I left a gap of time since I think it helps see things more clearly. I am also rather slow catching up with some films. I only recently caught up with a couple interesting movies from 2006: David Lynch’s Inland Empire, which is wonderfully strange, and the Romanian film, The Death of Mr. Lazarescu, which was very difficult for me to watch but may be the best film of that year.

    The list represents what I think of as some of the most egregiously boneheaded choices by the Academy, contrasted with some of my favorites that were overlooked.

    What are some of your overlooked favorites?

  3. I'd like to add 2000 winner American Beauty (my pic: The Insider), 2002 winner Chicago (my pic: The Pianist), and 2005 Crash (my pic: Munich). No sci-fi, but all losers artful versions of true events.

  4. Hi Betty,
    That’s exactly what I am talking about. Those three Oscar winners are (in order) weak, weak, and just plain bad.

    1999: Among the best picture nominees, The Cider House Rules (Hallstrom) and The Insider (Mann) are both much better than the winner.

    1999 was also the year of:
    All About My Mother (Almodovar) -- one of the director’s best
    Being John Malkovich (Jonze) -- a wonderful Charlie Kaufman script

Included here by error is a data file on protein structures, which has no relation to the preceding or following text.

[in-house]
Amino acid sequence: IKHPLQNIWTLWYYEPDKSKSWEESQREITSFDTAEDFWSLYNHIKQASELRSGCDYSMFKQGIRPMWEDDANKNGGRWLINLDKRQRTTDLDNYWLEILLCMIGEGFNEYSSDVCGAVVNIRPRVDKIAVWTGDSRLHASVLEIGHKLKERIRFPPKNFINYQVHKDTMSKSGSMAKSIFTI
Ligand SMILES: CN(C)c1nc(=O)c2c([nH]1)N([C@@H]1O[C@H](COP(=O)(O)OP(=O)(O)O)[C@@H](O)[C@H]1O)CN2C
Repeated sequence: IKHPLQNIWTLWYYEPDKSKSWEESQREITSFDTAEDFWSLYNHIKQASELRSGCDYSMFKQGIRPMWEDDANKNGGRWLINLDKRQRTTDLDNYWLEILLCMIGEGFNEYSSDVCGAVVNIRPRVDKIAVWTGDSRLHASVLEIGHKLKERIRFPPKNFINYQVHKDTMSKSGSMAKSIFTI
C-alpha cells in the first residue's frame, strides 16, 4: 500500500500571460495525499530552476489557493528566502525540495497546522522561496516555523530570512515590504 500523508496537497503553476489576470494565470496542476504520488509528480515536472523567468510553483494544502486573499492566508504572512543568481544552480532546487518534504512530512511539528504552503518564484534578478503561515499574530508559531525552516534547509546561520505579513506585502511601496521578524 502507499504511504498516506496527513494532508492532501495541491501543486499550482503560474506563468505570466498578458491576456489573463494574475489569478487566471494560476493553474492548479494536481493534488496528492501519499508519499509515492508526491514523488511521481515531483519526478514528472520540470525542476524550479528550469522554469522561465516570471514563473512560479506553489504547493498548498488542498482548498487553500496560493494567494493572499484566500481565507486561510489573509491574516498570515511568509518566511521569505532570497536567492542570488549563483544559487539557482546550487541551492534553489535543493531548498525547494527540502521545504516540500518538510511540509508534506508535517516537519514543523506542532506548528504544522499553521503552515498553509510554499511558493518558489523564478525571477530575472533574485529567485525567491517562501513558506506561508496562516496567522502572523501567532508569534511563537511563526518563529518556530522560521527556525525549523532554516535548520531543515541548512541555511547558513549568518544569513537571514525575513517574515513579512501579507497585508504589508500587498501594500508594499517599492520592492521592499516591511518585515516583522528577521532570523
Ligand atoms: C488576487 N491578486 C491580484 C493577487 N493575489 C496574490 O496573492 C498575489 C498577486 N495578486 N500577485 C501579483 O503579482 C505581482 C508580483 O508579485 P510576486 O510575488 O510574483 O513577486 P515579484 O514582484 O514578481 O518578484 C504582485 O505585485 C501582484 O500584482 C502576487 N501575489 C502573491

Bringing Out the Dead (Scorsese) -– perhaps his best film since Goodfellas
    Eyes Wide Shut (Kubrick) -- underrated, a major work
    Galaxy Quest (Parisot) -- better than any of the Star Trek movies it satirizes.
    Ghost Dog: Way of the Samurai (Jarmusch) -- Forest Whitaker and Jarmusch are a match made in Heaven
    Magnolia (Anderson) -- a major work
    The Talented Mr. Ripley (Minghella) -- a thriller elevated to art
    Topsy-Turvey (Leigh) -- a delightful period piece
    They are all stronger than the Oscar winner. My choice would be either Eyes Wide Shut or Magnolia, I am not sure which.

    2002: Among the best picture nominees, I agree, The Pianist (Polanski) would be my choice for the best.

    2002 was also the year of:
    Adaptation (Jonze) -- another wonderful Charlie Kaufman script
    Better Luck Tomorrow (Lin) -- a surprising Asian American crime drama
    City of God (Meirelles and Lund) -- a surprising Brazilian crime drama
    The Quiet American (Noyce) -- a strong spy drama set in early 1950s Saigon
    Talk to Her (Almodovar) -- an unconventional love story
    All of which are more interesting than the Oscar winner. My pick is City of God, but The Pianist would be a close second.

    2005 is unusual because the Oscar winner, Crash, is particularly bad. It’s a movie that reinforces the worst stereotypes about race and gender and class, all while delivering a painfully unsubtle sermon about the evils of those same stereotypes. I haven’t actually seen your pick, Munich, but I have every expectation that it is better than Crash. The other 2005 best picture nominees that I have seen are strong films. They are: Brokeback Mountain (Lee), Capote (Miller), Good Night, and Good Luck (Clooney). I can’t come up with anything else for 2005, and I can’t claim that I have caught up with everything I might like. My pick, so far, is Capote.